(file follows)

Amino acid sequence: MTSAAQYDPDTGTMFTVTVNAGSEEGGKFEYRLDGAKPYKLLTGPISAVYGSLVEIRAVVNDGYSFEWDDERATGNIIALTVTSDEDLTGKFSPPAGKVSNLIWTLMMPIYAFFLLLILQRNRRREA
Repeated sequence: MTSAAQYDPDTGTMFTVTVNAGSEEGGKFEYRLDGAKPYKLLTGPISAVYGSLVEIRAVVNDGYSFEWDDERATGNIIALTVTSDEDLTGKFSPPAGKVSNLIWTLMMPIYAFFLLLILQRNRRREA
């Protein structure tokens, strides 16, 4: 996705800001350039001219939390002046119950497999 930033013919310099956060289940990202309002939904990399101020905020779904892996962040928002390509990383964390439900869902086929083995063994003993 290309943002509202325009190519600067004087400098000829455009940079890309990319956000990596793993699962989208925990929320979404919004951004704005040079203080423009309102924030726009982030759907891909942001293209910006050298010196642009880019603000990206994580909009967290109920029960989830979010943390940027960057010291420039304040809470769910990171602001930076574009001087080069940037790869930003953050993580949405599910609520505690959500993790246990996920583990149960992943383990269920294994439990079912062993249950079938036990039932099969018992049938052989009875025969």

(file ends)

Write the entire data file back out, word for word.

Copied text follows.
Amino acid sequence: MTSAAQYDPDTGTMFTVTVNAGSEEGGKFEYRLDGAKPYKLLTGPISAVYGSLVEIRAVVNDGYSFEWDDERATGNIIALTVTSDEDLTGKFSPPAGKVSNLIWTLMMPIYAFFLLLILQRNRRREA
Repeated sequence: MTSAAQYDPDTGTMFTVTVNAGSEEGGKFEYRLDGAKPYKLLTGPISAVYGSLVEIRAVVNDGYSFEWDDERATGNIIALTVTSDEDLTGKFSPPAGKVSNLIWTLMMPIYAFFLLLILQRNRRREA
């Protein structure tokens, strides 16, 4: 996705800001350039001219939390002046119950497999 930033013919310099956060289940990202309002939904990399101020905020779904892996962040928002390509990383964390439900869902086929083995063994003993 290309943002509202325009190519600067004087400098000829455009940079890309990319956000990596793993699962989208925990929320979404919004951004704005040079203080423009309102924030726009982030759907891909942001293209910006050298010196642009880019603000990206994580909009967290109920029960989830979010943390940027960057010291420039304040809470769910990171602001930076574009001087080069940037790869930003953050993580949405599910609520505690959500993790246990996920583990149960992943383990269920294994439990079912062993249950079938036990039932099969018992049938052989009875025969």